Metaverse: A Bridge to the 22nd Century

Uploaded at 03-2022  / Total: 2:12:09  / Language: Japanese, English

It is thought that Shusaku Arakawa and Madeline Gins’ goal was to create a paradise that could appear in real space. One way of thinking about paradise is that it means to develop and update the human mind. Arakawa’s greatness lies in the fact that he recognised paradise as the ultimate achievement of science and technology. Isn’t that what the metaverse is all about?
Until now, science has been about how to find and describe the laws and universals of the universe, apart from human subjectivity. But what is being developed for the 22nd century is the science of the mind, the science of subjectivity, and today, in the 21st century, there are only two ways to understand how the mind works: as hardware (studying all the connections in the neural network) or as software (developing psychology). In the 22nd century, we will develop what is called mindware. One form of this is the construction of the metaverse. We would like to discuss the future of Arakawa and Gins’ philosophy by reconstructing their unrealized pieces in the metaverse.

Takashi Ikegami’s research interests include complex systems and artificial life. He received his PhD in physics from The University of Tokyo. He is currently a professor at The University of Tokyo, Graduate School of Arts and Sciences. His research focuses on complex systems and artificial life. Some of his results have been published in Life in Motion (Seidosha, 2007) and Between Man and Machine (Kodansha, 2016). He has also been active in art since 2005, with works such as “Filmachine” (with Keiichiro Shibuya, YCAM, 2006), “Mind Time Machine” (YCAM, 2010), “Long Good bye” (with Kenshu Shimpo, Japan Alps Festa, 2017), “Offloaded Agency” (Barbican, 2019).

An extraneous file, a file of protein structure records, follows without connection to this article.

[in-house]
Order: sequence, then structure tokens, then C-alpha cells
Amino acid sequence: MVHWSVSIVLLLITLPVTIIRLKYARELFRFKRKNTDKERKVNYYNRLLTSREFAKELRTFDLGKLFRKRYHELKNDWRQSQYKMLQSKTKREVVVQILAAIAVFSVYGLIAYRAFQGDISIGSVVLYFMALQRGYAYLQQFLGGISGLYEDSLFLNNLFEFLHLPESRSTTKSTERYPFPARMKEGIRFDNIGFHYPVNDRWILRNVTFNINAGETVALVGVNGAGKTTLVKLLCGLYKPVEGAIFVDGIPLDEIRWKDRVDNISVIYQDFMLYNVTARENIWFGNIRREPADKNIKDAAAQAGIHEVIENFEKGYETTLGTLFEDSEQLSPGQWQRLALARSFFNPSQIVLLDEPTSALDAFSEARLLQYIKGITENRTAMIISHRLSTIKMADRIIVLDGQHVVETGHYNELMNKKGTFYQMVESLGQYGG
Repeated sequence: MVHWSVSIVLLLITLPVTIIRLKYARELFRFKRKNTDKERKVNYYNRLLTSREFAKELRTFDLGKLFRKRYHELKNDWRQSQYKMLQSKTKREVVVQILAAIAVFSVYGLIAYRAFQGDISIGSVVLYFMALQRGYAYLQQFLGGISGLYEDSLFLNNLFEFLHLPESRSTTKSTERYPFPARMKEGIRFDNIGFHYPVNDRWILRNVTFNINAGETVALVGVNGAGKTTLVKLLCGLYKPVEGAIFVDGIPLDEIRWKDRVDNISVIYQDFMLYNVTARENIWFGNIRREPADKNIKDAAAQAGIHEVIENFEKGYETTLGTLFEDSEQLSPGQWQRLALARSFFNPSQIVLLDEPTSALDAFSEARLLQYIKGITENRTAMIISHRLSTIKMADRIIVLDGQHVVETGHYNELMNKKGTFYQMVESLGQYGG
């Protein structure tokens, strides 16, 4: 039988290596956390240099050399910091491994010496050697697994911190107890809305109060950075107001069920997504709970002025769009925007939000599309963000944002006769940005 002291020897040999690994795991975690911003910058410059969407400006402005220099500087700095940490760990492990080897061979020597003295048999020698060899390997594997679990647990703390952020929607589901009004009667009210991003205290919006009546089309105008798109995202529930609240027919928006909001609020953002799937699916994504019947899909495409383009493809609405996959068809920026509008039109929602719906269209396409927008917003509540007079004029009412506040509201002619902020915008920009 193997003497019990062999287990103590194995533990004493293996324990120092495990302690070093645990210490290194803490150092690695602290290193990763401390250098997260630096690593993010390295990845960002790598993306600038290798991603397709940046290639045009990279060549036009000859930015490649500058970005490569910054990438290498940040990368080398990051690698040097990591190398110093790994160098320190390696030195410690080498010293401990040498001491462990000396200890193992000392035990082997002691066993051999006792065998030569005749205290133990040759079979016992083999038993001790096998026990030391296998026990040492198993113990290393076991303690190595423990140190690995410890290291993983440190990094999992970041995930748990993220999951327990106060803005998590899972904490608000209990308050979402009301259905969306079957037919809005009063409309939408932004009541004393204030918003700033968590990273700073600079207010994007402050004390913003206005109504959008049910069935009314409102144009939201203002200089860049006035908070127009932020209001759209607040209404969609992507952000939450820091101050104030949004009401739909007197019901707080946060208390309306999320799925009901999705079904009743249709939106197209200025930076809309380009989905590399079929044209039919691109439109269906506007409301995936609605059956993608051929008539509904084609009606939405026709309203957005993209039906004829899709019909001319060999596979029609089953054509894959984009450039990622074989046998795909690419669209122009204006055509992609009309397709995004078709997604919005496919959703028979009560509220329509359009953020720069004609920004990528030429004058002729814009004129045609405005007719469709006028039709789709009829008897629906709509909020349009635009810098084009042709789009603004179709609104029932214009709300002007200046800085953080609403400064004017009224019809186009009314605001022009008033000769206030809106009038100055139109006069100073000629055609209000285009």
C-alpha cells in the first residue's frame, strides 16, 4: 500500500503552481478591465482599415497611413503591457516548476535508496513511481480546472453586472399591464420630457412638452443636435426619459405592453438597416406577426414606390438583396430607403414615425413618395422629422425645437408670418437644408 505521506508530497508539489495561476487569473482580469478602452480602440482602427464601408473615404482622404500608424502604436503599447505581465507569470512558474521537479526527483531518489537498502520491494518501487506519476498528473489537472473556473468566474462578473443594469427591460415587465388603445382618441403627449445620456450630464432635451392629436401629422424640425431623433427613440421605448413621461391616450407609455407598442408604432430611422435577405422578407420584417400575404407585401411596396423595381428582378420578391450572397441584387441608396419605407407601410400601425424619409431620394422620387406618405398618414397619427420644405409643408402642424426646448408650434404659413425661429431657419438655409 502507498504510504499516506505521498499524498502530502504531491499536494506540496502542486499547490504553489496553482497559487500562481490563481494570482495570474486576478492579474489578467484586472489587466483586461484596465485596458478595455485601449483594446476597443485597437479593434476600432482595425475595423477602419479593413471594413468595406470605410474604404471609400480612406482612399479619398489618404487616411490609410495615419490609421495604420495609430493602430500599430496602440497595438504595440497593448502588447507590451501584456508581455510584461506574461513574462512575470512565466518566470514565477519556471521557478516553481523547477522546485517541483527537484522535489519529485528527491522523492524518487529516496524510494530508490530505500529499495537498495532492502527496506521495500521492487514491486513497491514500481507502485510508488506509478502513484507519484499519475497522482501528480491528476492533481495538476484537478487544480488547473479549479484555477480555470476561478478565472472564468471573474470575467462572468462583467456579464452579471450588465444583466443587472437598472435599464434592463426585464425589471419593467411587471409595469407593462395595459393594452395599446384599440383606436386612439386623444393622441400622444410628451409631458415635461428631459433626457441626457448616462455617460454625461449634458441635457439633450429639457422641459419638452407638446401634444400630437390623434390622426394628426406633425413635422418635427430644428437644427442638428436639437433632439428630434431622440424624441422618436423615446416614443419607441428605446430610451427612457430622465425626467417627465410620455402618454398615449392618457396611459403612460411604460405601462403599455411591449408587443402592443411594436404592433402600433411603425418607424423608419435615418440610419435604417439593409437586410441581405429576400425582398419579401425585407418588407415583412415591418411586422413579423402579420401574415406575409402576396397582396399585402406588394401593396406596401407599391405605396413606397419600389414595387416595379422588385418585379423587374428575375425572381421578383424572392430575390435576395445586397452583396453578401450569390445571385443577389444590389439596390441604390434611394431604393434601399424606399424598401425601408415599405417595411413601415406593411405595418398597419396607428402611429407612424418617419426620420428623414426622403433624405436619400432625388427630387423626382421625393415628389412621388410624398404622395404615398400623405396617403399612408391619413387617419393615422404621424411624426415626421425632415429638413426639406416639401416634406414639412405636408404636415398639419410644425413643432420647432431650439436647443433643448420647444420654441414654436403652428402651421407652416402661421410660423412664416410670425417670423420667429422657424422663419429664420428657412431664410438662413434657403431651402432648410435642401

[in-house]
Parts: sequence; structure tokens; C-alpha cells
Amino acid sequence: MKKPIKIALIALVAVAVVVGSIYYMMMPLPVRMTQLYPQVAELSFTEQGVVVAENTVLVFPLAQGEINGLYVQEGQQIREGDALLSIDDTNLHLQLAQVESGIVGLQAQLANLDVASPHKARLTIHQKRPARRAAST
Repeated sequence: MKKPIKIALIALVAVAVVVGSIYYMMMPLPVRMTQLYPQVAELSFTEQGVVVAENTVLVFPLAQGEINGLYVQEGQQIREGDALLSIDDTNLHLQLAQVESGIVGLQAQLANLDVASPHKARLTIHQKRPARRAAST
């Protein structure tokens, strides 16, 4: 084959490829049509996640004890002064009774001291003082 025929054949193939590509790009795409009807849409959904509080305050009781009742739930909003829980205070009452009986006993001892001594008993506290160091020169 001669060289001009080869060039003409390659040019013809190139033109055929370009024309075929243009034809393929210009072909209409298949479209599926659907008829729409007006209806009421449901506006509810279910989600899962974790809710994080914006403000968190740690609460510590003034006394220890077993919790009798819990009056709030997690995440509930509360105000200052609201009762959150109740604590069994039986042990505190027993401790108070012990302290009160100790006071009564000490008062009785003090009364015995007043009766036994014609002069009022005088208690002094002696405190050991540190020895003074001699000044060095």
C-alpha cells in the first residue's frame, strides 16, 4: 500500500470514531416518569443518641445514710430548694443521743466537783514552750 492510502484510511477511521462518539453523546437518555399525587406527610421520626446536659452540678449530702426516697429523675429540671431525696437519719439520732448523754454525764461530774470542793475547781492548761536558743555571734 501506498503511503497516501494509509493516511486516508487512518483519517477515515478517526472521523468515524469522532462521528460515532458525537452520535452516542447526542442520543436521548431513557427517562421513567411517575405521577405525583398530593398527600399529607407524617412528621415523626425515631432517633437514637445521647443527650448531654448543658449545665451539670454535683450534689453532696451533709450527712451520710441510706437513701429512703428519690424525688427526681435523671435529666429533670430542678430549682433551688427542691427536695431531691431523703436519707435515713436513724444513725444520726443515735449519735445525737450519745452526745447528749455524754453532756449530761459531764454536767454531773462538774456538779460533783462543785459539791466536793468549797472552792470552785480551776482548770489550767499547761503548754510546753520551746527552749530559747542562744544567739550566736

Yasuo Kobayashi is Professor Emeritus of The University of Tokyo. His numerous works include Yūrei no shinri (The Truth of Ghost), Suiseisha, 2015, the book of 7 dialogues with Arakawa, and “Opera sengo bunka-ron (On Opera Post-War Culture 2),” in Nichijō-hinichijō, meikyū no jidai 1970–1995 (Ordinary-Extraordinary, the Age of Labyrinth 1970–1995), Miraisha, 2020, in which he mentions Arakawa.